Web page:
The financial news web site MoneyNews published a Reuters article that covers the Bitcoin research of SMU cybersecurity expert Tyler W. Moore, an assistant professor of computer science in the Lyle School of Engineering.
Moore’s research found that online exchanges that trade hard currency for the rapidly emerging cyber money known as Bitcoin have a 45 percent chance of failing — often taking their customers’ money with them.
The finding is from a new computer science study that applied survival analysis to examine the factors that prompt Bitcoin currency exchanges to close.
Reuters’s coverage, “In Search of ‘Perfect Money’: Hackers Switch to New Digital Currency,” was published online Aug. 9.
Three months after a team of international law enforcement officials raided the digital currency firm Liberty Reserve, cyber experts say criminals are increasingly turning to another online currency called Perfect Money.
Idan Aharoni, the head of cyber intelligence at EMC Corp.’s RSA security division, said that some online scam artists and thieves are using Perfect Money’s digital currency to launder money and conceal profits in much the same way they allegedly did with Liberty Reserve’s currency.
On behalf of their clients, which include major financial institutions, Aharoni and his team monitor Internet forums that hackers use to sell stolen credit card information. After Liberty Reserve was taken down in May, activity on these forums initially slowed and then picked up again, with some hackers saying they would accept Perfect Money for payments, he said.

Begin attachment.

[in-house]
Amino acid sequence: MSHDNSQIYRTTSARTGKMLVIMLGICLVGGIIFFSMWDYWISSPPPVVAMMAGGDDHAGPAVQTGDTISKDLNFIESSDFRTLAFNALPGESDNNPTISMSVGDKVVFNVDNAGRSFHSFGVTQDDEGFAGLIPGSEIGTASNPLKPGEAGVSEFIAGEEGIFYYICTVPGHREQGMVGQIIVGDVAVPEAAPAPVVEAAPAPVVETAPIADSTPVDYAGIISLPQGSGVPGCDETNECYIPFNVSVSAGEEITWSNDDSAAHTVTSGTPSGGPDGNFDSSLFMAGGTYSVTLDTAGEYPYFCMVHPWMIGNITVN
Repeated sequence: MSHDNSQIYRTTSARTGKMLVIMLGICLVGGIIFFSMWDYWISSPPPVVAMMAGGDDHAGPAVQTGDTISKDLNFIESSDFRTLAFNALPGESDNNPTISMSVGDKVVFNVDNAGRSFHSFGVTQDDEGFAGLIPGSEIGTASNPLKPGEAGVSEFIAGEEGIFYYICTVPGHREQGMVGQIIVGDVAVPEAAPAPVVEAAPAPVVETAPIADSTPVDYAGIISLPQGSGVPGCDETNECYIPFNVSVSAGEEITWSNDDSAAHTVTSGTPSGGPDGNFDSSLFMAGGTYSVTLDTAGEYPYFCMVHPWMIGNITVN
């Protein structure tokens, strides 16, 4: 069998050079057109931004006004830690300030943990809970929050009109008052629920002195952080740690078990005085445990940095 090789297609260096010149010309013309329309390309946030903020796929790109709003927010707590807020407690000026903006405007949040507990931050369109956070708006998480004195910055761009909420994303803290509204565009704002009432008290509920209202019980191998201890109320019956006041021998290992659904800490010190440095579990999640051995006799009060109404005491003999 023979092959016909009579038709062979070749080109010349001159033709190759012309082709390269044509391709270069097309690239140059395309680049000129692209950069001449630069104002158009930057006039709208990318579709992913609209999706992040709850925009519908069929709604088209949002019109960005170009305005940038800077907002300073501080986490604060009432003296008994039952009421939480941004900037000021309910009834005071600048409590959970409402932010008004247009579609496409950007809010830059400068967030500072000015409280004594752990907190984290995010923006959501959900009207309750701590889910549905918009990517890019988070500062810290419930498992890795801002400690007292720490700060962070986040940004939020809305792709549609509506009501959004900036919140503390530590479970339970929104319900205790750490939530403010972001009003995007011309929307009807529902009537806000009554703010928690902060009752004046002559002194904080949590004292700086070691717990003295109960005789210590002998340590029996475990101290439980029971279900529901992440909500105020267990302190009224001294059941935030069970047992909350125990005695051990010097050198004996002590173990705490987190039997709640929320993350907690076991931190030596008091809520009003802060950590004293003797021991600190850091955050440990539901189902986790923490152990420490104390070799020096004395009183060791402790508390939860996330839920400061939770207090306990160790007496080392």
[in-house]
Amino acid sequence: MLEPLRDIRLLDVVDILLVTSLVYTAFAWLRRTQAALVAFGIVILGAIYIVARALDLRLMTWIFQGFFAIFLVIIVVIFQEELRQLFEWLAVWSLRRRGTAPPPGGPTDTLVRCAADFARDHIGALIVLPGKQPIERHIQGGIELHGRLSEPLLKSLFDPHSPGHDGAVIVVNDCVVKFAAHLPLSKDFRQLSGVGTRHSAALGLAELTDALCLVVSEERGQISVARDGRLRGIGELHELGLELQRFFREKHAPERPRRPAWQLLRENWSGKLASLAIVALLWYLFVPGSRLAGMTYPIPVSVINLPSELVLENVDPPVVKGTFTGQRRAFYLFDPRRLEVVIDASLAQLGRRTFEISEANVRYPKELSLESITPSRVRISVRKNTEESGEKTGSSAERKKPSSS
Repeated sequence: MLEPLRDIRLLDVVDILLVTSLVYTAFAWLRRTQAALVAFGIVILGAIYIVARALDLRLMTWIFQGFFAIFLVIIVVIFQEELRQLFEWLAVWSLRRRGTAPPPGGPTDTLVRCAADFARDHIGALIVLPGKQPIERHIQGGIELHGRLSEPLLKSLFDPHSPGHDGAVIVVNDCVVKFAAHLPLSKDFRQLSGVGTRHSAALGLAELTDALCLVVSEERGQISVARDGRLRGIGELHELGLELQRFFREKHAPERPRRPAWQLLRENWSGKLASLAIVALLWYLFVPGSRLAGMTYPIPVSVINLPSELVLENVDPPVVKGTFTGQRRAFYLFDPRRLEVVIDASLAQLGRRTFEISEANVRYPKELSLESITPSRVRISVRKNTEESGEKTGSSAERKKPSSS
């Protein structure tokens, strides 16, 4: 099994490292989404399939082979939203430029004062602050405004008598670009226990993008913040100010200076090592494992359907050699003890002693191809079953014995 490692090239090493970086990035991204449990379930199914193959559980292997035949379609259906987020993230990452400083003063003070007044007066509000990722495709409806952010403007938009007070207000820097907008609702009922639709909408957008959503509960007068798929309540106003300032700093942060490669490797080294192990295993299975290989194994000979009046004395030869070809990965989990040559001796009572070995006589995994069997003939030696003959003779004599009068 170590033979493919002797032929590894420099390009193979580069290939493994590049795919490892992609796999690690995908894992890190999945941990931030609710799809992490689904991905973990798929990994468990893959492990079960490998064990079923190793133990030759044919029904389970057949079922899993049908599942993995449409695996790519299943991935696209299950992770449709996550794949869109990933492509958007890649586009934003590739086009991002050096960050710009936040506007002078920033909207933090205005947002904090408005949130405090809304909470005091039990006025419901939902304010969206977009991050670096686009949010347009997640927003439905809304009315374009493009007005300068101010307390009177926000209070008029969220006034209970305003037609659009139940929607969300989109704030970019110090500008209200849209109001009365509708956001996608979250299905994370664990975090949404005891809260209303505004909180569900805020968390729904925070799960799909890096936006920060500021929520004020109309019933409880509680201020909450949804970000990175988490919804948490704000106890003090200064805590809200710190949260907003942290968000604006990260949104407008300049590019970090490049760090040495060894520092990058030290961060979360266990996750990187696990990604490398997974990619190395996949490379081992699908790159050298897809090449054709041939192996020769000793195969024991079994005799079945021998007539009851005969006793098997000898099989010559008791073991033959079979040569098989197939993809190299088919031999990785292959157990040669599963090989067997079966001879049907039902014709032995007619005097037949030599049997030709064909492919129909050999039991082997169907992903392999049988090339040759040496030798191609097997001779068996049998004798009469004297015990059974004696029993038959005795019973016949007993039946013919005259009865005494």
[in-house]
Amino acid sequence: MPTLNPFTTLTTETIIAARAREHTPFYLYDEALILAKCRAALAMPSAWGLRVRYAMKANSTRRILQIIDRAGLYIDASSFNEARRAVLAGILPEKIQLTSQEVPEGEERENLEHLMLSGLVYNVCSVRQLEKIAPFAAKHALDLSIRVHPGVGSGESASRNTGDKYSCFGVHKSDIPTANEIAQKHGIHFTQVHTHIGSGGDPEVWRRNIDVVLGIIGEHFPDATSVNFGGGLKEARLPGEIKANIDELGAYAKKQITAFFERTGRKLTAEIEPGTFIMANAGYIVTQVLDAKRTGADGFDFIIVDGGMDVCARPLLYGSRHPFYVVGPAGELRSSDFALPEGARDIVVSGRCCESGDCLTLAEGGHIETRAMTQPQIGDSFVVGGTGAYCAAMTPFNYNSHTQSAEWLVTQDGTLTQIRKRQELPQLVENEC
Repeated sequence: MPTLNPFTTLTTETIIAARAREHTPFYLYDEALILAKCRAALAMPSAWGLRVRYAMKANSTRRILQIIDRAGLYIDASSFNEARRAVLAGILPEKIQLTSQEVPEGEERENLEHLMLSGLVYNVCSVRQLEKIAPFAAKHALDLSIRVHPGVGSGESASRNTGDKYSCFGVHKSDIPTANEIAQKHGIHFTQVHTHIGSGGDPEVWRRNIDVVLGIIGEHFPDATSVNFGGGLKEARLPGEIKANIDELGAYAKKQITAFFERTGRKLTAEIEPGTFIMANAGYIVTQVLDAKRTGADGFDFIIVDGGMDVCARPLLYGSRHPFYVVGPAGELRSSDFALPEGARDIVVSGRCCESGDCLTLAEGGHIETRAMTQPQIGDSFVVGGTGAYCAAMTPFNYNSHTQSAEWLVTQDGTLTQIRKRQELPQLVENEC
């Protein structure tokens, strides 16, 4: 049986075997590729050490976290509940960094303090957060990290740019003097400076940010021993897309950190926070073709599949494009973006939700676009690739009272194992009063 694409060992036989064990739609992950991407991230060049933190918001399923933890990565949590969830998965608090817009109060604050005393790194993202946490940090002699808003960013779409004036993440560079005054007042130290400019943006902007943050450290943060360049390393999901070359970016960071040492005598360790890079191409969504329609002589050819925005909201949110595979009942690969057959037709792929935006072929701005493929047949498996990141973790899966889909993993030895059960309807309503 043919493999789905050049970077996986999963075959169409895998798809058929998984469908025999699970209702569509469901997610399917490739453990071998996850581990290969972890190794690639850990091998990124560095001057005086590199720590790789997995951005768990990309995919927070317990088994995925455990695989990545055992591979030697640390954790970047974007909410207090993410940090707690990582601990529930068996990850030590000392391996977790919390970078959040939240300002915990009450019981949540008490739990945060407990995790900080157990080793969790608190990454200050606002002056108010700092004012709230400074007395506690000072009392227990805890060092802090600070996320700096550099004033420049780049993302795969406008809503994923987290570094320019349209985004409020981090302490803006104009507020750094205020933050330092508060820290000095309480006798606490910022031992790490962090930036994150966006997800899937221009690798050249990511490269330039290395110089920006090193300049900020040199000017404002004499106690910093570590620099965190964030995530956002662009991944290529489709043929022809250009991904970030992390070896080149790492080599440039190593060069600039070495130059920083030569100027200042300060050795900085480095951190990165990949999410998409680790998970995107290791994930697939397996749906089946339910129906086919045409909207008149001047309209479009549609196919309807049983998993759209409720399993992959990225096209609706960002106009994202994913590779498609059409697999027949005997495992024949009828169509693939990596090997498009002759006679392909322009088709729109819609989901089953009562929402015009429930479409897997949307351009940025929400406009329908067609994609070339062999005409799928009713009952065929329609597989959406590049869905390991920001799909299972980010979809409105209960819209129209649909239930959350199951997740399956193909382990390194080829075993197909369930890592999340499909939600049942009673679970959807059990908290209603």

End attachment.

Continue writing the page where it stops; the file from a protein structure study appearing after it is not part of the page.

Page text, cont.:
“We expected a large migration to another e-currency, and that has happened,” said Aharoni, whose RSA unit sells security services to 30,000 corporations and government agencies, including the popular Secure ID tokens that protect access to computer systems.
Perfect Money, which has been in operation since at least 2007, could not be reached for comment. A request submitted through its website failed to elicit a response, and the company does not list a phone number for its offices or identify any management or employees.[ … ] [ … ] A Reuters review of postings on Internet message boards for digital currencies found hackers offering to sell stolen credit cards are open about accepting Perfect Money as payment.
“If it was expected at first that the Liberty Reserve takedown would have a long-lasting, substantial effect on the level of fraud, that’s not true,” Aharoni said.
Tyler Moore, an assistant professor at Southern Methodist University, said a 2011 study he conducted with two other academics found that Liberty Reserve and Perfect Money were two of the most widely accepted digital currencies for online Ponzi schemes. Of 1,000 websites that linked to Perfect Money, they found 70 percent that were Ponzi schemes.
“Perfect Money seems to be a very popular choice among this subculture,” Moore said.
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